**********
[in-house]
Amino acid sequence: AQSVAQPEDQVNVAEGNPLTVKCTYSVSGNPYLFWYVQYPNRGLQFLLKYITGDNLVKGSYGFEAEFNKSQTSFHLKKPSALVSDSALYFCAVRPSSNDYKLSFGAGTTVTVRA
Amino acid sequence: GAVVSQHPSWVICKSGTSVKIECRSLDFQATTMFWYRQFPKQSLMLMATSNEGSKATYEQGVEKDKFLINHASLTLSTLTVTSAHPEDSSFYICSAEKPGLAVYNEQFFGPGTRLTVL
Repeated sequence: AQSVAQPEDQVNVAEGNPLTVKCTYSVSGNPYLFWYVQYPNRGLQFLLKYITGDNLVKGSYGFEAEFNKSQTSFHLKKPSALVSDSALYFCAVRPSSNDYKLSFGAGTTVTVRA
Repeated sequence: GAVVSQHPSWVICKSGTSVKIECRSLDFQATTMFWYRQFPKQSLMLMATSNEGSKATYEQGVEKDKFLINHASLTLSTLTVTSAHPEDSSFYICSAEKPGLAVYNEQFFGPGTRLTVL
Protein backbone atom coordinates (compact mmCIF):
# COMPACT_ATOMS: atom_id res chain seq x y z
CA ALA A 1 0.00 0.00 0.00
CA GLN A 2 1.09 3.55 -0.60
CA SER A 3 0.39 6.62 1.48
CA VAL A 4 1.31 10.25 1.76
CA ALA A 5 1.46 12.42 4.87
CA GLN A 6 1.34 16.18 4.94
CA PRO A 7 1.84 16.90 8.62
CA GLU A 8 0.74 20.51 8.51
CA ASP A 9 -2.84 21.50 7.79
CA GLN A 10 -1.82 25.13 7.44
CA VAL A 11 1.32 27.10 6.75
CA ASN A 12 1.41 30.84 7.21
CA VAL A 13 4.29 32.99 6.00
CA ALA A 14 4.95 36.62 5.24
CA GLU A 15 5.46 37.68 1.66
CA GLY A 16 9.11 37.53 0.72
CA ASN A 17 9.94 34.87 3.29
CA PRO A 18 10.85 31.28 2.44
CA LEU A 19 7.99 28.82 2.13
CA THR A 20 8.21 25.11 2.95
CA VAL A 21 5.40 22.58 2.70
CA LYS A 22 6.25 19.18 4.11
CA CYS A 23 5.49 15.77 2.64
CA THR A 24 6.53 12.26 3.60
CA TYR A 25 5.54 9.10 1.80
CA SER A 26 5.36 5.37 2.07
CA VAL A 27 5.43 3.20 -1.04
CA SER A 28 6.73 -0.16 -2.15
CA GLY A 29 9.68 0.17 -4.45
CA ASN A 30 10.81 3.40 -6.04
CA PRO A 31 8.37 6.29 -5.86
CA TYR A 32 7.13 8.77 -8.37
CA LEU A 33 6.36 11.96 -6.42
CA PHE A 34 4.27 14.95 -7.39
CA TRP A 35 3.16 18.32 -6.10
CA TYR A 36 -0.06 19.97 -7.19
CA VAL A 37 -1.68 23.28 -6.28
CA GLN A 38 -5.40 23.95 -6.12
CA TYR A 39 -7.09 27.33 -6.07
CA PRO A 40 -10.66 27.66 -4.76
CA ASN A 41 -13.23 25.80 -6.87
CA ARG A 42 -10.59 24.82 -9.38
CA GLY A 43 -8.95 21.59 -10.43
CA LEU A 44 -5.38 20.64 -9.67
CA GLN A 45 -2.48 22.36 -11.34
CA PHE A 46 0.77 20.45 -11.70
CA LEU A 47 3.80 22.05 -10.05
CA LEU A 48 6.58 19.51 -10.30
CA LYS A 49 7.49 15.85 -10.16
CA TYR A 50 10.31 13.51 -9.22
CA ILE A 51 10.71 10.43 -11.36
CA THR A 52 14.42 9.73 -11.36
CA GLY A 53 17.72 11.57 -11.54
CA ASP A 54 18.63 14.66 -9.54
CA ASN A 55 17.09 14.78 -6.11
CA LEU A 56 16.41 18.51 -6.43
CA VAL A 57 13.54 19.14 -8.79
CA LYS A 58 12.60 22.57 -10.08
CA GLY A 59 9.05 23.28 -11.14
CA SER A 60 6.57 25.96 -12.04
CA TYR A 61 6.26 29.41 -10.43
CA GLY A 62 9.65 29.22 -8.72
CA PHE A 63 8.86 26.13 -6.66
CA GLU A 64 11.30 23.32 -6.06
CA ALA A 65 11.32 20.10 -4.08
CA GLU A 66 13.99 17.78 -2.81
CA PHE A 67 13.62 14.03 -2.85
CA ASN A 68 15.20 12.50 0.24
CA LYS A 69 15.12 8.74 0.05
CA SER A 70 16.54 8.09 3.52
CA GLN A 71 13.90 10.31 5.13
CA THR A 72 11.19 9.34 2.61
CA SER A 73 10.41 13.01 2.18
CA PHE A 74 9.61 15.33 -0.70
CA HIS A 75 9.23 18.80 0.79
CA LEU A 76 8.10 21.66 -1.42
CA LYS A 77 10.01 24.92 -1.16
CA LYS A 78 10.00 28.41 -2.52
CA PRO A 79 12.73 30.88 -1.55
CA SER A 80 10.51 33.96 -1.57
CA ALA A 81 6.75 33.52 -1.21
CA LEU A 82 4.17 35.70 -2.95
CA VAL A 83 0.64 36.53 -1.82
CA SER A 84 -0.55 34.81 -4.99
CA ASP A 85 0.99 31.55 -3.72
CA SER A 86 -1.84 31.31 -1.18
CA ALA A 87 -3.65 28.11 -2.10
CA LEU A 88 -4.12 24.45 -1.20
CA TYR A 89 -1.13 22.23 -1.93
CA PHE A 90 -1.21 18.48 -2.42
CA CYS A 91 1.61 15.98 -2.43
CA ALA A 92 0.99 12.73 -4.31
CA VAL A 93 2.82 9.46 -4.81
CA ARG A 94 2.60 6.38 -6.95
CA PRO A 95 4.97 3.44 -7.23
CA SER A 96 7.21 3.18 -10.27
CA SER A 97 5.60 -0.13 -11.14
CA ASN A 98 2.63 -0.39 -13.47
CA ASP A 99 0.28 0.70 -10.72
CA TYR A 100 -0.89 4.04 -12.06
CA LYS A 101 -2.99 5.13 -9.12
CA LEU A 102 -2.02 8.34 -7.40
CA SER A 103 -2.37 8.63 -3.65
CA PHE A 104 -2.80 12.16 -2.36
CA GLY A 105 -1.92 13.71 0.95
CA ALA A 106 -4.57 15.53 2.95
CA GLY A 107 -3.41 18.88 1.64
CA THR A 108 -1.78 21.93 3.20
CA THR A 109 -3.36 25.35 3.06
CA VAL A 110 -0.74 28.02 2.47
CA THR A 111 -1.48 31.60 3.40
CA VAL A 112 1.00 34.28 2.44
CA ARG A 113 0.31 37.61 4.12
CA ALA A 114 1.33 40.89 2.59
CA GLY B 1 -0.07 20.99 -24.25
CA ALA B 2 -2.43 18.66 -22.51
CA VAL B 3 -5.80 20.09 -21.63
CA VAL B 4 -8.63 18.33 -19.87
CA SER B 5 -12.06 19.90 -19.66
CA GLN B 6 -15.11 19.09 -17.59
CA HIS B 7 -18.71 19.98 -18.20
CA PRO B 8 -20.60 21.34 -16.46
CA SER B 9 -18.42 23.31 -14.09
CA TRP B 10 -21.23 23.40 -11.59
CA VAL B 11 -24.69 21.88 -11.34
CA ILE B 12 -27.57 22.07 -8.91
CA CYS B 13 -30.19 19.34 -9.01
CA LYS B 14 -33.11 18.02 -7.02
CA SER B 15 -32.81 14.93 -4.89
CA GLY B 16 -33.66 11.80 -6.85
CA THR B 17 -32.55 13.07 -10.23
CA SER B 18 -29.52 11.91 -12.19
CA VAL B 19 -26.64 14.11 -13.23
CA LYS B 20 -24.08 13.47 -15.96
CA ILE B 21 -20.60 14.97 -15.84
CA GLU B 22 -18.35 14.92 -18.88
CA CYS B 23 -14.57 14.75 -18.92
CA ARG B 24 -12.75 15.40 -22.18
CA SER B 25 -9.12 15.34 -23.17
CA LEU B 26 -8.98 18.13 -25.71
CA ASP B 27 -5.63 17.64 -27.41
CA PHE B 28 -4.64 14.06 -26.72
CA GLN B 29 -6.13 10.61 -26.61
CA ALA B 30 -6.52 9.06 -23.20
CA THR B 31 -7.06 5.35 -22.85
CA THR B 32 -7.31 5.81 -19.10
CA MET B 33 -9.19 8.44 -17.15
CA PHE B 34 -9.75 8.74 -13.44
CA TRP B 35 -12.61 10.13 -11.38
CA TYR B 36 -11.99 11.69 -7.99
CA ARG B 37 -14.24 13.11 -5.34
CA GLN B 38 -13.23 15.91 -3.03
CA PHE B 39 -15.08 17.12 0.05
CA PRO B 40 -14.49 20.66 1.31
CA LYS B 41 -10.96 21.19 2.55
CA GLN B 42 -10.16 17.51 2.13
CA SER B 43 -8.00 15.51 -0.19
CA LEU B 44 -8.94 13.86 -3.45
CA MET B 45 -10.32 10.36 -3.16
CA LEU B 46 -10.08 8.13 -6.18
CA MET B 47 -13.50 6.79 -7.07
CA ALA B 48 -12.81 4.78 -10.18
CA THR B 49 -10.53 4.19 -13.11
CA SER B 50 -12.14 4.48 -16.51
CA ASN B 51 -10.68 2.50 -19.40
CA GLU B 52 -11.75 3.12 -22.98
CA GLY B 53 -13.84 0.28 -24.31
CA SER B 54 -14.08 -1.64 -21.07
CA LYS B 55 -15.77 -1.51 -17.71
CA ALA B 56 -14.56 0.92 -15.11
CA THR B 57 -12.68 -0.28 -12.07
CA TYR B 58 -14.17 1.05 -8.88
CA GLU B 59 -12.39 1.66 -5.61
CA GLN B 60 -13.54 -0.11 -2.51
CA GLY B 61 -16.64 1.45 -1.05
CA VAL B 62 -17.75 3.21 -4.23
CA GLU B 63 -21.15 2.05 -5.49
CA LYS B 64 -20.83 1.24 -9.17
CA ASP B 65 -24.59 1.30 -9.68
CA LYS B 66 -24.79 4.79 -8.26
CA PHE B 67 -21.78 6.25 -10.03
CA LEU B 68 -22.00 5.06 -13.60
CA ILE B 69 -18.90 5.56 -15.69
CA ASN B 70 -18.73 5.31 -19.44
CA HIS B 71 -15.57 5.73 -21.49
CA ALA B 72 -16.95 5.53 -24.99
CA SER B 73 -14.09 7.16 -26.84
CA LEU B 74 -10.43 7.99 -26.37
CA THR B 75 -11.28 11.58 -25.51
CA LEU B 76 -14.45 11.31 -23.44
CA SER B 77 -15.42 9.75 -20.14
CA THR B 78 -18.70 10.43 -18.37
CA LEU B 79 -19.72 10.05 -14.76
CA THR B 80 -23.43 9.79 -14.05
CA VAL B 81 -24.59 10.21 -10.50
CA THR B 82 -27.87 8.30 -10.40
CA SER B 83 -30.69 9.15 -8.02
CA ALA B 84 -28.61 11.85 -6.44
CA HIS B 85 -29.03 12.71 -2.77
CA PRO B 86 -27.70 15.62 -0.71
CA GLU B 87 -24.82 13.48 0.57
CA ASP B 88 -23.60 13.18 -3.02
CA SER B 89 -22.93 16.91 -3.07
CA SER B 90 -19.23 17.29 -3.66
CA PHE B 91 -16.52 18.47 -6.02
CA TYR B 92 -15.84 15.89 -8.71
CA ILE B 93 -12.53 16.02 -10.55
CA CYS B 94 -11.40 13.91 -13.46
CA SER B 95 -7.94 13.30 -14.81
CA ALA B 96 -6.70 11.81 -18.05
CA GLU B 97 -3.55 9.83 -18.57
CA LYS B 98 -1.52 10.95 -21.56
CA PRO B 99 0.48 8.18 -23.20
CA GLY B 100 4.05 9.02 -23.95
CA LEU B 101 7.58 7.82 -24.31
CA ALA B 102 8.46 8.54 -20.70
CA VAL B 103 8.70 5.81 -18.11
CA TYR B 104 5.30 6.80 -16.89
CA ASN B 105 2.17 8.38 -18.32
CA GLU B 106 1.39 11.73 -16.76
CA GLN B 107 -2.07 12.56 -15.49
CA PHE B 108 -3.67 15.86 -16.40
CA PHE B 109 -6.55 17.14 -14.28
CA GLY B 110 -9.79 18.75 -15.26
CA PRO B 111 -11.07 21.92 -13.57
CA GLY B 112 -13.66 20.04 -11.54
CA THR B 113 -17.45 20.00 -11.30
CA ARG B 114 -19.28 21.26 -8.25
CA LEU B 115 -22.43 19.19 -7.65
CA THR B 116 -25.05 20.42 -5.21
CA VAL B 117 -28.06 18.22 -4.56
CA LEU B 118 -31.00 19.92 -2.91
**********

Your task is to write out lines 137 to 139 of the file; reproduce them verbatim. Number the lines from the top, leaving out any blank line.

CA GLY B 16 -33.66 11.80 -6.85
CA THR B 17 -32.55 13.07 -10.23
CA SER B 18 -29.52 11.91 -12.19